Saturday, 1 September 2012

Wildlife habitat protection - from one extreme to the other

Boa Constrictor at the Perth Fair
We went to the Perth Fair. Busy day Friday afternoon, with kids running around screaming!

But off to the side, in a dark tent, were Little Ray's Reptiles.
My gr. 7/8 science teacher had a pet Boa Constrictor. I was the first to hold her in the class as visitors came to the classroom, which led to a love of reptiles! This Boa caught our attention.

At 175 lbs, this young man is the only staff
who can hold Boa!
Do you know about HIPPO?
A great acronym for identifying what it is that changes animal populations around the world:

Habitat loss
Invasive species - especially humans, but also imported species in an ecosystem
Pollution - including Climate Change
Population growth
Overharvesting




A body as thick as a man's leg

Beautiful markings

buddies?!





HIPPO's components, essentially, are what impacts population. The article 'Squatter's Rights' (below) was intriguing to me. It outlined the way in which biologists and conservationists have taken HIPPO to the extreme, by protecting species not natural to our region, or in such numbers.
 Unfortunately, some of our Ontario environmental laws are bizarre, in that they protect birds form farmers harvests, yet these birds are invasive species to the ecosystem.

For example, Bobolink: This beautiful bird with a musical song lives in tall grass, and moved into Ontario as settlers cleared forests and established farms. It nests on the ground in hayfields where farm machines often run over its nest.

But in the countries to where the Bobolink migrate, people eat them and farmers shoot them. Many of the countries are destroying habitat in the migration destinations where live in winter.
Then the writer speaks of Barn swallows, Bank Swallows, Eastern Meadowlarks, and others.


Barn Swallows:
Snake draws a colourful crowd!
These birds nest in roofs of barns and under bridges. Their numbers are dropping; Ontario estimates that 350,000 live here today. They are native to Ontario, but were not as common when they clung to sides of cliffs. 


Bank Swallows:
A relative of the barn swallow, these birds nest naturally in holes in riverbanks. Human created a new home for them: Sand and gravel pits, where the edges of pits stand like enormous riverbanks. Environment Canada wants the companies that dig the pits and provide the birds’ homes to protect the birds from further digging.

Eastern Meadowlarks:
This is another songbird in hayfields and pasture. It’s subject to the same dangers as bobolinks; both nest on the ground, and farm machinery can kill them. 
Both now have the same protection, under the same three-year moratorium. The savannah sparrow, vesper sparrow and upland sandpiper all live on agricultural land, and could soon be declared species at risk in Ontario.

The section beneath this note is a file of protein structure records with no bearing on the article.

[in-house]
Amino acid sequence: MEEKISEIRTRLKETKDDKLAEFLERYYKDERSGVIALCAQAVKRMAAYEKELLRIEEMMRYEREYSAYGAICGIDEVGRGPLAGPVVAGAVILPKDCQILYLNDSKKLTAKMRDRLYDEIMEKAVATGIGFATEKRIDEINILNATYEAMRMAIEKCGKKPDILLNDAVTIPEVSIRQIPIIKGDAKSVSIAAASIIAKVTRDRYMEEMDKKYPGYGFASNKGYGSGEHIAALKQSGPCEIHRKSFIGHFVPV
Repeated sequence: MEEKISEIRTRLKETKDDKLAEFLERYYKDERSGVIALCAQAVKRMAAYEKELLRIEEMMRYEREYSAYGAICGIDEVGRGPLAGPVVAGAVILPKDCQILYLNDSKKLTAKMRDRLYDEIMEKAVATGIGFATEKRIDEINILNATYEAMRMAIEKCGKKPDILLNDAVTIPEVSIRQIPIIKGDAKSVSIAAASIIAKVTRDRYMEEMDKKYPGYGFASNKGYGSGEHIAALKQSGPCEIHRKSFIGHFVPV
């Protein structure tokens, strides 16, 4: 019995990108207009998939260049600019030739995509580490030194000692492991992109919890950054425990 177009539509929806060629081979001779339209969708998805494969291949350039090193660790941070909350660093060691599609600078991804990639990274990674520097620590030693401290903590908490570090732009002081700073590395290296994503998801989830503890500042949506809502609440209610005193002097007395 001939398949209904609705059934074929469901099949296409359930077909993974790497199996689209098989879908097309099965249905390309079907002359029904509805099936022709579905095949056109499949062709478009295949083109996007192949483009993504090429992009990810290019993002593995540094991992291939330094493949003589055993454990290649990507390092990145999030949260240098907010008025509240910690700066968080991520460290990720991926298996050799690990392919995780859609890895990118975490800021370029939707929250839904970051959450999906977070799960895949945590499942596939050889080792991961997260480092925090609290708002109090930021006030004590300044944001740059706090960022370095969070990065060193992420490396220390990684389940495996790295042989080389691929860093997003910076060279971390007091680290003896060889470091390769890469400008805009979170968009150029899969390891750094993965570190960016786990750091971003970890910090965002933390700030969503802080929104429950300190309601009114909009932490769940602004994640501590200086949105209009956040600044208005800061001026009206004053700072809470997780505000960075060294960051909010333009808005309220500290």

OTTAWA — Across Ontario, laws are beginning to protect an odd group of wildlife from development — species that only live here because humans developed the landscape in the first place.Most moved in, or vastly expanded their range, after European settlers transformed the dense natural forest into 




Swarm of endangered eels discovered at Fleet Street pumping station on Ottawa River


OTTAWA — It took a couple of hours for 15 men and women to catch one eel Thursday outside the Fleet Street pumping station, trying to help one of Canada’s most mysterious fish species.
CC #230!

9 comments:

DeniseinVA said...

I have really enjoyed this article and those amazing photos. Very, very interesting. Thank you!

Misty DawnS said...

What a very interesting post! I guess I'm in the minority, because I think snakes are gorgeous creatures.

Mama Zen said...

Beautiful shots!

Pat said...

The snake is beautiful.

Linda said...

I think it is best when man just stays out of the way altogether...let the native ones live, don't bring in anything that doesn't belong there, and show some common sense in the whole thing. Is that asking too much?

chubskulit said...

I'm scared of snakes. Hopping by from Camera Critters.

Red said...

I think that not only habitat loss but fragmentation causes most of the difficulty for species to survive.
Research has been done on the seismic cuts here. Some birds use the cuts to move further. Other birds won't cross the cut so are cut off from other birds of their own species.

Powell River Books said...

When I was a principal, we had a reptile man come to the school once a year with critters big and small. They kids always loved his show. - Margy

Christine said...

The sad thing is humans are creating loss of habitat for so many species! How do we get rid of humans though?